If you’ve ever been in a motor vehicle crash as a pedestrian or a cyclist, you know very well the complications that can arise in the process of determining liability and damages through our provincial insurer ICBC, that settling claims for vulnerable road users can take years.

That’s why the stance of the provincial government, as reported by CBC is so alarming.

The Province of British Columbia, “will be putting a cap of $5,500 for pain and suffering on minor injury claims, as part of a series of reforms by the provincial government to fix the financial crisis at the public auto insurance company.” These changes, which were announced in February, are expected to take effect by April 2019.

However, Price Tags has received corroborated information that the provincial government has now defined “minor injuries” to go beyond abrasions, contusions, lacerations, sprains and strains; injuries that can be more broadly classified as chronic will now fall under this cap.

This would result in the classification of chronic conditions, such as chronic pain syndrome and post-traumatic stress disorder, as minor.

As previously reported in Price Tags, “vulnerable road users — those using active transportation — made up 45.7 per cent of serious injuries in 2011.” Despite the fact that ‘vulnerable road users’ are not encased in a steel shell and are not in control of a motorized vehicle, they are being penalized in the same way for pain and suffering as if they were in a motorized vehicle.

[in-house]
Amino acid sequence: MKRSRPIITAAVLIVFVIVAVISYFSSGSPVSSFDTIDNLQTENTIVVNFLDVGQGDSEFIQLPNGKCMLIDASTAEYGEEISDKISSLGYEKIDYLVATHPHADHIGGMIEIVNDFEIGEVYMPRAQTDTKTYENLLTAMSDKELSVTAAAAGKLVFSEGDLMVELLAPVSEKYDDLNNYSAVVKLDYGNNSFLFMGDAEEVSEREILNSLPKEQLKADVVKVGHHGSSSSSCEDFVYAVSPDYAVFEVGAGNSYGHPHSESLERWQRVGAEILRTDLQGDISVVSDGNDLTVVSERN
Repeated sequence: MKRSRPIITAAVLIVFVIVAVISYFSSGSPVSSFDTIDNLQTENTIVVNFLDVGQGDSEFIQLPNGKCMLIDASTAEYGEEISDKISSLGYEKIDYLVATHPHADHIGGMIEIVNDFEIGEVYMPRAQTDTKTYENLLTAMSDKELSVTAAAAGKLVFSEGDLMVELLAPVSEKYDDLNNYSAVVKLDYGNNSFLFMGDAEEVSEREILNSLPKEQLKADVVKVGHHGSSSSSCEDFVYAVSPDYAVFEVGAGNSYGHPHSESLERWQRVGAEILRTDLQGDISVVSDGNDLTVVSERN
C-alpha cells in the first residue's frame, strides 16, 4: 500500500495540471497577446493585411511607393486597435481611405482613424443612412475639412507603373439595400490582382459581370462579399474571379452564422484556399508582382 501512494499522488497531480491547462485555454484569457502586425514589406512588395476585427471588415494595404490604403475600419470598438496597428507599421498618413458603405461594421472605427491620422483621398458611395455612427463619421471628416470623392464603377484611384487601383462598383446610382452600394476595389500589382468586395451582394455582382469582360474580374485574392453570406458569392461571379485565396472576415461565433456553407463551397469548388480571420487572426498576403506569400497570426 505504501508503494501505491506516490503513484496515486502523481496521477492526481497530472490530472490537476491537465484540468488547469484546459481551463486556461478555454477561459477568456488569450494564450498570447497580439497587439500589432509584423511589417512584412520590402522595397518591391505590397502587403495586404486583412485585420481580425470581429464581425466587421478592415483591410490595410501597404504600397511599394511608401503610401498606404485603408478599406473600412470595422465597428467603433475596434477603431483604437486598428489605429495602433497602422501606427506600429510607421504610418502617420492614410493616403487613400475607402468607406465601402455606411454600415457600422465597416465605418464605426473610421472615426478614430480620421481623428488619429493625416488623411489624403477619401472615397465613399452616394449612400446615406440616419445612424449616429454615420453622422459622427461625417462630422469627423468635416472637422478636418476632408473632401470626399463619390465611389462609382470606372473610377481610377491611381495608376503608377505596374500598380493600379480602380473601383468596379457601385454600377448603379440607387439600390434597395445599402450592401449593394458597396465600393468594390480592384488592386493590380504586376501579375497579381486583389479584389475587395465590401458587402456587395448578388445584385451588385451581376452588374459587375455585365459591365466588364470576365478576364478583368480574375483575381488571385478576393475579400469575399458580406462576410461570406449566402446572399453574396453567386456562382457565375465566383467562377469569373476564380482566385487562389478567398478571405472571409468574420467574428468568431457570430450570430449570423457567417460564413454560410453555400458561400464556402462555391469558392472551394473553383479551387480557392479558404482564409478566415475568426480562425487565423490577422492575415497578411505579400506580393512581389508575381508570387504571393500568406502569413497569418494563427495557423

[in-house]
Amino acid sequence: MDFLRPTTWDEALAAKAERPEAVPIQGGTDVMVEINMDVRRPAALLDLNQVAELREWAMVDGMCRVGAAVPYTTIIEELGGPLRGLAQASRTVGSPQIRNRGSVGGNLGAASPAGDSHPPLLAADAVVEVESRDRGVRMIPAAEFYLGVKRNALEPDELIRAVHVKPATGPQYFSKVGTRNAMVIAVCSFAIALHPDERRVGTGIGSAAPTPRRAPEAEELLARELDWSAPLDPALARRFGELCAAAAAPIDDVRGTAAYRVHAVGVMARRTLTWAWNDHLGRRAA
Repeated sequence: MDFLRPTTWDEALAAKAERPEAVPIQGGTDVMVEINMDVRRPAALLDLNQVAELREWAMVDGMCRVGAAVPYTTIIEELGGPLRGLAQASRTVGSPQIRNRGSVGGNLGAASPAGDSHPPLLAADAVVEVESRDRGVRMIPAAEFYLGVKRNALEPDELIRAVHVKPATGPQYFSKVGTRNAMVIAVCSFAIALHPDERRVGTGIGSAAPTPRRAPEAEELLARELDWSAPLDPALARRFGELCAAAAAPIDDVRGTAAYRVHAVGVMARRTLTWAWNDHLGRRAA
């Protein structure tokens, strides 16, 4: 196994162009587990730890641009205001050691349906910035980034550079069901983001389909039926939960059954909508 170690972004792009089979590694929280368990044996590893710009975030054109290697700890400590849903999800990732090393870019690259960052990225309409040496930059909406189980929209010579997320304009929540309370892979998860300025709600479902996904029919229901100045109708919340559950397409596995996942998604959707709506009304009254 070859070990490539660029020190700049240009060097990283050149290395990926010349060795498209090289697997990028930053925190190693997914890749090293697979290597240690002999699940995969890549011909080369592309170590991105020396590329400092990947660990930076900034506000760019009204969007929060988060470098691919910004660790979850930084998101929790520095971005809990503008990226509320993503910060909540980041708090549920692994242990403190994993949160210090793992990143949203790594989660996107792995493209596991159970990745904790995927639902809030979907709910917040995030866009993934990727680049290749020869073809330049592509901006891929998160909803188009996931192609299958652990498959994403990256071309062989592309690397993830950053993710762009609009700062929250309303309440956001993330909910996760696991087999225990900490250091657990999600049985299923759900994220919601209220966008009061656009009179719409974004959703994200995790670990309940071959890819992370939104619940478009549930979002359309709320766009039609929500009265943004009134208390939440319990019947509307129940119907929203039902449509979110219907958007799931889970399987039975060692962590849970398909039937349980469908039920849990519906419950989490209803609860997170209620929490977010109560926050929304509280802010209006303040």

The cap of $5,500, “will not include wage loss, medical care, or lawyer fees — and does not apply to major injuries, or if the effect of pain and suffering extends from minor injuries for over a year.” (The average payout for pain and suffering was $16,500 in 2016.)

The real question to be asked — why would the new legislation treat pedestrian and cyclist injuries received from vehicular crashes the same as if they were in a vehicle, without any accommodation or remedy for their vulnerability on our roads?

It’s one of many similar questions being asked by some of the 2,000+ followers of a Facebook page called “Say NO to ICBC injury compensation caps”.

And on Saturday, May 5th, the Trial Lawyers Association of BC is hosting a protest at MLA Jinny Sims’ constituency office (Surrey-Panorama) to push the provincial government further on these proposed changes:

Jinny Sims MLA
14360 64th Ave, Surrey, BC
1:00 to 2:30pm


Image: Vancity Buzz